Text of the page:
Anna Patricia

What I Learned After Having a Panic Attack on Christmas Day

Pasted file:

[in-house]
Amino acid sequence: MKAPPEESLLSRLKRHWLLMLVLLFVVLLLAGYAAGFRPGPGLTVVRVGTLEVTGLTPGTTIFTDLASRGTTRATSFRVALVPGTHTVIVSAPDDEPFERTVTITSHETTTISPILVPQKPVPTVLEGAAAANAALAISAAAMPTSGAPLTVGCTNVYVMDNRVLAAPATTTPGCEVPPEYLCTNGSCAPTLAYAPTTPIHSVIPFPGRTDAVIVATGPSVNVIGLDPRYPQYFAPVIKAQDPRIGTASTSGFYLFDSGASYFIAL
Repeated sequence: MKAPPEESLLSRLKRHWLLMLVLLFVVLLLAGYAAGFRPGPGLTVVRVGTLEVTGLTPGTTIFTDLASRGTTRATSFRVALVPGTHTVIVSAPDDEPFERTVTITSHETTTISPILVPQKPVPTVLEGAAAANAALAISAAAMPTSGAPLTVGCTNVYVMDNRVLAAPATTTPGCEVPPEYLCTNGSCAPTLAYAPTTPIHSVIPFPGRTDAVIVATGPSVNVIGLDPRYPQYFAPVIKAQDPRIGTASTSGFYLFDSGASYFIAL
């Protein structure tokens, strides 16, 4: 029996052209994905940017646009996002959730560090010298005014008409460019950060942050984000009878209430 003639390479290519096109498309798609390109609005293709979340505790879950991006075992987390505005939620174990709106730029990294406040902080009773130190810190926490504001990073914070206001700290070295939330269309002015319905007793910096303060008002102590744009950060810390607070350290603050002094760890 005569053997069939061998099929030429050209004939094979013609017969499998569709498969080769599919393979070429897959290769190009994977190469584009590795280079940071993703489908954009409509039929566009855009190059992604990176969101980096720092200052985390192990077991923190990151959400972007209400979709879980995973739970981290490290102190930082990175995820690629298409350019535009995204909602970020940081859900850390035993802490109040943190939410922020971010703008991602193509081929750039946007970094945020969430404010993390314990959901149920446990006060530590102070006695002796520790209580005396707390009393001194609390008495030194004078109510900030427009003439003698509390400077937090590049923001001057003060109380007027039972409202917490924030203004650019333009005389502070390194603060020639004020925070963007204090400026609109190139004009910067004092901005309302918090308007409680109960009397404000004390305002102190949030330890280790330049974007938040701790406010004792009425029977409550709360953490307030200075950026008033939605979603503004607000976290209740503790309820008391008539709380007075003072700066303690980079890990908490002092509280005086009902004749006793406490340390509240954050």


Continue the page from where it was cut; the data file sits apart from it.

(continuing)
It was Christmas Day. Following our morning family traditions, I jumped in the shower, ensuring I had more than enough time to put myself together for our evening meal at a family friend’s home. Just as I turned on the water, my body began to tingle. A sensation of lightheadedness overcame me. I gripped onto the shower walls in hope of some kind of support. My heart began to race. I turned the dial on the shower up, thinking, “Maybe, I just need to find the perfect temperature.” I began to gasp for air, hyperventilating, feeling as though I had just received a massive blow to the chest. My body trembled as chills ran down my spine. Tears flooded my eyes, and I found myself completely consumed by fear. “No, this can’t be happening,” I told myself. I crawled out of the shower, believing a more stable surface would somehow help. My entire body responded by completely shutting down. Soaking wet and frantic, I gazed around me for something, anything, to bring me back to reality. All I could hear was my body and mind screaming, “Please, make it stop.” What was happening to me? Panic. I knew exactly what was happening to me. Yet, knowing only made the situation more terrifying. Panic attack. But, why was this happening to me? Generalized anxiety disorder (GAD) has always been my primary diagnosis, with panic attacks rarely finding themselves on my list of common symptoms. Prior to, I’ve always referred to moments of heightened anxiety as “mini panic attacks.” These were times when I could feel the panic rising, but I was able to quickly bring myself back to reality. This time was different. I couldn’t bring myself back to the present moment and what normally transpired in five minutes, somehow stretched throughout a period of two hours, well into our Christmas meal. While I have always loved the holidays, this holiday season has made me feel differently. It reminded me how so many of us have a hard time surviving the holiday season. For perhaps the first time in my life, I was forced to acknowledge all the pain 2016 left behind. All of it at once, on Christmas day. The feelings of shame accompanied with being let go from a job due to a mental illness. The feelings of worthlessness that followed after finding myself trapped in an abusive relationship. The feelings of guilt as I advocated for mental well-being while finding myself in my third mental health relapse. All the while, this little voice in my head continuously reminded me, “You are damaged.” Heading into this new year, I begin to watch the walls surrounding my pain start to crumble. Slowly, I am allowing myself to feel a new sensation, a feeling of empowerment, one that comes from providing myself both the time and space to simply sit and feel. This is followed by granting ample time to heal and move forward with an understanding that personal growth and discovery should always be a priority. For me, 2017 is going to be a journey of trial and error. As I open up my little toolbox of skills, all acquired in 2016, it’s time to relearn how to love myself and know my worth. We want to hear your story. Become a Mighty contributor here. Image via Thinkstock.